2005 Summer School in Statistics for Astronomers and Physicists

Practicum on Genetic Algorithms

17 June 2005

1 Genetic Algorithms

1.1 Review

Genetic algorithms (GAs) are stochastic search techniques motivated by the evolutionary model

proposed by Darwin.These algorithms incorporate the basic reproductive mechanisms of evolution

(selection,crossover,and mutation) within a computational setting.The “survival of the ﬁttest”

idea behind GAs is exploited to perform an iterative,multidimensional search for an optimal value

of a given objective function.GAs are appealing since they are general and robust,naturally

parallel,require no smoothness assumptions on the ﬁtness function or its domain,and can easily

locate global maxima in the presence of many local maxima.

1.2 Downloading and Running Pikaia

Pikaia is a free Fortran implementation of a genetic algorithm written by Paul Charbonneau.It

can be downloaded from:www.hao.ucar.edu/Public/models/pikaia/pikaia.html

Slightly modiﬁed versions are available at www.stat.cmu.edu/∼mbuot/astro-index.html for

today’s lab exercises.Please download pikaia-twod-1.f,pikaia-twod-2.f,pikaia-twod-3.f,

pikaia-twod-4.f and pikaia-orbit.f.

To run Piakia,on a PSU Public Lab computer,do the following:

(1)

Click on Start →Programming →The F Compiler →F Compiler Prompt

(2)

In the command line window,change to the directory containing the downloaded ﬁles.For

example,cd ‘‘C:\Documents and Settings\<login id>\Desktop’’.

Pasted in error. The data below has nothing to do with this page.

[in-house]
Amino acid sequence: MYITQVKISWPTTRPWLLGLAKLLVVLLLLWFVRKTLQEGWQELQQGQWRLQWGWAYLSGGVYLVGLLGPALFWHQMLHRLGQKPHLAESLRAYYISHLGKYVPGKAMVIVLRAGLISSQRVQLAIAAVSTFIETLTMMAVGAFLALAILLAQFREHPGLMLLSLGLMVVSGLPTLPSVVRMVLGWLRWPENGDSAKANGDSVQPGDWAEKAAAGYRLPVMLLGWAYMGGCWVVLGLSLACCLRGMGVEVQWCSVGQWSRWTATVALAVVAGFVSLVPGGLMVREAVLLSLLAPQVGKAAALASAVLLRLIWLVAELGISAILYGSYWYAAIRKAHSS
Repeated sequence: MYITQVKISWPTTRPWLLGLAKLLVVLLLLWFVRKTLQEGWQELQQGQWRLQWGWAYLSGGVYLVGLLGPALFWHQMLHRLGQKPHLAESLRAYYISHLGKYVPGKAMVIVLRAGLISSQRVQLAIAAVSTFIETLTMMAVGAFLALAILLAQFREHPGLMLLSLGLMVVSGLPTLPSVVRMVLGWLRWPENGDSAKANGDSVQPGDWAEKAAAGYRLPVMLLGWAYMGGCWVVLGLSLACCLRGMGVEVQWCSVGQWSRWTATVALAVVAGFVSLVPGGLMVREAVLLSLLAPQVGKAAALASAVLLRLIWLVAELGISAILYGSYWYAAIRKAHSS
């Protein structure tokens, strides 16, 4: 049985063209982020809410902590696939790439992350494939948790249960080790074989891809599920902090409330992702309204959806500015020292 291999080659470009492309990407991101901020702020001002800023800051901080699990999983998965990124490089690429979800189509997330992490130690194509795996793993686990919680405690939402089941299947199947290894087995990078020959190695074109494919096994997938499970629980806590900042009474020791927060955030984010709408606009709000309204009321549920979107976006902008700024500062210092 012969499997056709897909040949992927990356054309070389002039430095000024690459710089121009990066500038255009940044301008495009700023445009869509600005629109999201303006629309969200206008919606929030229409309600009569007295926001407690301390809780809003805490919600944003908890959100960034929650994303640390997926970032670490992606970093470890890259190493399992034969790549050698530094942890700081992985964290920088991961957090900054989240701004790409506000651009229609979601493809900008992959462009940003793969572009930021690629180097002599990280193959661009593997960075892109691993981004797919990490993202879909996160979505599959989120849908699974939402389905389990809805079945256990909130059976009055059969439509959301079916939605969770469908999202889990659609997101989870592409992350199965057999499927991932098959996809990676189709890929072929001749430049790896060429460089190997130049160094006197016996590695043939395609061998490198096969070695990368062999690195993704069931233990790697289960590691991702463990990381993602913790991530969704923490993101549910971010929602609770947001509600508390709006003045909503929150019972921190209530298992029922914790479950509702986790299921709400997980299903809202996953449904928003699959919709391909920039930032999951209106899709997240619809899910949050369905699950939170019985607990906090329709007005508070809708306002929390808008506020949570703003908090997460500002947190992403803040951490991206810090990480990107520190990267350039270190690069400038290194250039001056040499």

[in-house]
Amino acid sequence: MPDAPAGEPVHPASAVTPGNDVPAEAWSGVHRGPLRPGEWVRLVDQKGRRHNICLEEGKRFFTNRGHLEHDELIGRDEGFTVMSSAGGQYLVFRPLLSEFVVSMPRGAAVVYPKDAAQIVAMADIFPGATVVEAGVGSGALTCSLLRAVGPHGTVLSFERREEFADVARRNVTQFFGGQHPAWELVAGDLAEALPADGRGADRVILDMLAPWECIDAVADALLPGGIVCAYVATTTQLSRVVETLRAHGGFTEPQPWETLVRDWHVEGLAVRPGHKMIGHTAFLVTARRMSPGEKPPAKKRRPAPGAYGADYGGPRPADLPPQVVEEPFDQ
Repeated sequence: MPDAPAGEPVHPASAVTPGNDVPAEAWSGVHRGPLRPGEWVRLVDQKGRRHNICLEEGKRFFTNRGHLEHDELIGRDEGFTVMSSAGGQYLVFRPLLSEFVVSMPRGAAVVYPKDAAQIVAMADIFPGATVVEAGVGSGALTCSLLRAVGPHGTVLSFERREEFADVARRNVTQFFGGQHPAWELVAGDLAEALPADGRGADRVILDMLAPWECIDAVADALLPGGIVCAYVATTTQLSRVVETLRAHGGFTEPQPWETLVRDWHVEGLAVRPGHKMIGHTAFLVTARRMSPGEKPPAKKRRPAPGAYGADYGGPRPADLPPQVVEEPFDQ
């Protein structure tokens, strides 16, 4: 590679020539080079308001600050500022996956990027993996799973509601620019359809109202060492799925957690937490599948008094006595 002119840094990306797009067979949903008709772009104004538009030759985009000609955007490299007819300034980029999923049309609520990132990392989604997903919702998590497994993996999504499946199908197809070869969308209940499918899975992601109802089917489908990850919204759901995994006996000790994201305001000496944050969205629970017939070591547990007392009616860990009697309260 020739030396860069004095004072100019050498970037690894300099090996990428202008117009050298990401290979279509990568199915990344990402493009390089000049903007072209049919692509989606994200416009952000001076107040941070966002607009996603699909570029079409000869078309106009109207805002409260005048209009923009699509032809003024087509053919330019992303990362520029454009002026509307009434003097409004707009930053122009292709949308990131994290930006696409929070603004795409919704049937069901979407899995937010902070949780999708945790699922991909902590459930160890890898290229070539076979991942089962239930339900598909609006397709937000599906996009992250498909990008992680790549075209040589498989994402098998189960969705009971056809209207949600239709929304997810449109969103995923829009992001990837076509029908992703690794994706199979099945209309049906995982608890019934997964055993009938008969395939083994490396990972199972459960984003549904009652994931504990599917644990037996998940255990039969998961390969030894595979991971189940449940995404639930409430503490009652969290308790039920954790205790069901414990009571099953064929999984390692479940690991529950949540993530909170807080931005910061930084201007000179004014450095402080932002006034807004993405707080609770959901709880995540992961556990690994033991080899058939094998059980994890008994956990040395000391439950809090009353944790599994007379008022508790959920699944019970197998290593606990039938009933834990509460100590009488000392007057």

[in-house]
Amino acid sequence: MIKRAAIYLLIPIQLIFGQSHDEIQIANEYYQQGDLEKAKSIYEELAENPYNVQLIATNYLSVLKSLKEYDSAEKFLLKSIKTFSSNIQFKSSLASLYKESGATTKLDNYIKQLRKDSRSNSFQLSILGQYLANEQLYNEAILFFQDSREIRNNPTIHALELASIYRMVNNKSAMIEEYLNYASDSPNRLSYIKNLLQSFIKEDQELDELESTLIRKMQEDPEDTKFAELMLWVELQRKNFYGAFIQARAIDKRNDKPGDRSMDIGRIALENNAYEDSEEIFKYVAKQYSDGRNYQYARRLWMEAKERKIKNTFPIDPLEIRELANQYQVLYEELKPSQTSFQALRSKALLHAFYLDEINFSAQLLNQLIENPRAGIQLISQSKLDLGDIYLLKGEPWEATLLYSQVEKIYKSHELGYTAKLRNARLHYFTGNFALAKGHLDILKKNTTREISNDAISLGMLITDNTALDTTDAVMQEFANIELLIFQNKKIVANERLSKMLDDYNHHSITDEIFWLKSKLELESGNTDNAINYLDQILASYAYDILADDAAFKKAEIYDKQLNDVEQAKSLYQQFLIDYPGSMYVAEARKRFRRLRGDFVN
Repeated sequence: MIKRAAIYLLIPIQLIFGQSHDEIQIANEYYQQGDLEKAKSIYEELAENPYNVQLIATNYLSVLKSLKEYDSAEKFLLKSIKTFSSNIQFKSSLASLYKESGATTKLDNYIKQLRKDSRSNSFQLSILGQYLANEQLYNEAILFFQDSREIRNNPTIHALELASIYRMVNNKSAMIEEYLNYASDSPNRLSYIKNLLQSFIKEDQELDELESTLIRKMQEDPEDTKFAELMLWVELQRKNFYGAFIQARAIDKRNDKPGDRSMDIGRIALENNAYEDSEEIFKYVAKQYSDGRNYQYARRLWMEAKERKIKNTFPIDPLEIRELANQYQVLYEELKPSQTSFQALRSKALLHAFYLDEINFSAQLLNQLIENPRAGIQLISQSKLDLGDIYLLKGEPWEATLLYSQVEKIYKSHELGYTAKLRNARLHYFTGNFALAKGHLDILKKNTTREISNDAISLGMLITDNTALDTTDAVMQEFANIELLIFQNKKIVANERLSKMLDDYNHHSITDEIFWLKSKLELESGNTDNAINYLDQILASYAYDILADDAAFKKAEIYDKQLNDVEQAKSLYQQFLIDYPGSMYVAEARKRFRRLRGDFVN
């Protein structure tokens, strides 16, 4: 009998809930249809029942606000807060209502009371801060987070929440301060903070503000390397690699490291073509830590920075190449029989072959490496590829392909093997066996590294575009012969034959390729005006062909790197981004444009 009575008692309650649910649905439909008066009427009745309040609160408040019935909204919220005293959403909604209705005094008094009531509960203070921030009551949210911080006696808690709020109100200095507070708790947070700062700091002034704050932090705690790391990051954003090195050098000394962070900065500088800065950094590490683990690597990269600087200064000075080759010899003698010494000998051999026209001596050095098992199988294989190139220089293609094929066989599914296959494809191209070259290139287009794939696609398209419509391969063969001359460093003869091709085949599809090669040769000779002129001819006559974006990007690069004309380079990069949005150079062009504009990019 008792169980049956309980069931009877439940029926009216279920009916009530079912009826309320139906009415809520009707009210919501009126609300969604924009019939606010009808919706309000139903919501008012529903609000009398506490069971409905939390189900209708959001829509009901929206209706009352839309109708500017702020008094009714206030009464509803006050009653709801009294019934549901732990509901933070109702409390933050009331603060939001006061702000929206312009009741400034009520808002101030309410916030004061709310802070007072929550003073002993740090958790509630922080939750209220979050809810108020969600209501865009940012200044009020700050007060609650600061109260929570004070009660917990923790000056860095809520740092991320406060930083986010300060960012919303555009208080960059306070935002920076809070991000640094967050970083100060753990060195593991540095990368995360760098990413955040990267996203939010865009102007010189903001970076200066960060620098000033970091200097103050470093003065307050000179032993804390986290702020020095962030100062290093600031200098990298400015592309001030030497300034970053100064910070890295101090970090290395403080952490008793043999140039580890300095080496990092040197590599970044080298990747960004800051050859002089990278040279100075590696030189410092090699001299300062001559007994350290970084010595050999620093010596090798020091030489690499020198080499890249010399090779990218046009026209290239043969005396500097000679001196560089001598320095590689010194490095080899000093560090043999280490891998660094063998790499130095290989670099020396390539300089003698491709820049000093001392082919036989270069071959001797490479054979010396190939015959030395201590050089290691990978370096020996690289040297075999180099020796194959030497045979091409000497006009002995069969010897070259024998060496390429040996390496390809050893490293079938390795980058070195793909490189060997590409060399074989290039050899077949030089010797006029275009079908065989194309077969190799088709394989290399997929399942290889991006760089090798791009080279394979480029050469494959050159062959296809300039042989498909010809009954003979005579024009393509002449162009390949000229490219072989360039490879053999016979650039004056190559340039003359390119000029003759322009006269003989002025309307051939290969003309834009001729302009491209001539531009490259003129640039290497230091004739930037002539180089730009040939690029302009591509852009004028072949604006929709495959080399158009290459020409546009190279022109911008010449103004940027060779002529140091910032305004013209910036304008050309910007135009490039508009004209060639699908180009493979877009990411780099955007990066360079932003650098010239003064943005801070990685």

(3)

Create an executable:type g77 -o twod-1 pikaia-twod-1.f

(4)

Run the exectuable:type twod-1.exe.The screen output will summarize the GA,and an

output ﬁle,ga-twod-out-1.txt,will be produced.

The following subsections show the GA in action.NOTE:In all the example programs,the

random seed was set to 123456.By changing this value,you can randomize your GA results.

1.2.1 Toy Example

Download and run pikaia-twod-1.f.From the screen output,you’ll notice a GA was run for 250

generations (or populations),where each generation consists of 4 individuals.The crossover rate

is 0.85,and the (constant) mutation rate is 0.0001.The objective function,(function twod in the

source code),is a 2-dimensional surface,with a unique global maximum,and many local minimum:

Theoretically,the maximum occurs at (0.5,0.5) and has a value of 1.From the output,you’ll

see that after 250 generations,the best value found by the GA was f(0.50295,0.61015) = 0.9216

1

Figure 1:Function twod

(this is shown below the status line).

To gauge the performance of the GA,an output ﬁle named ga-twod-out-1.txt is generated.

The ﬁrst column is the generation number,the second column is the ﬁtness value of the optimal

genotype (i.e.,the value of the function for the best individual of the population),and the third

column is the ﬁtness value of the median individual.To plot the generation vs.maximum ﬁtness,

we could do the following in R:

> gadat1 <- matrix(scan(‘‘ga-twod-out-1.txt’’),ncol=3,byrow=T)

> plot(gadat1[,1],gadat1[,2],ylim=c(0,1),xlab=‘‘Generation’’,

+ ylab=‘‘fitness’’,main=‘‘ga-twd-out-1.txt’’,type=‘‘l’’)

Notice that the best individual in the initial generation (a simple random sample four points

in [0,1]×[0,1]) has a function value of 0.4194.(You can type gadat1 at the R prompt to verify this).

What happens when the parameters of a GA are changed?Repeat the steps above for the other

ﬁles ga-twod-out-2.txt,ga-twod-out-3.txt,and ga-twod-out-4.txt,which are the output

ﬁles for pikaia-twod-2.f,pikaia-twod-3.f,and pikaia-twod-4.f,respectively.Verify that

your plots look like Figure 2.

These exercises illustrate two main observations about GAs:(1) performance is dependent on

the choice of parameters,such as population size and mutation rate,and (2) GAs may exhibit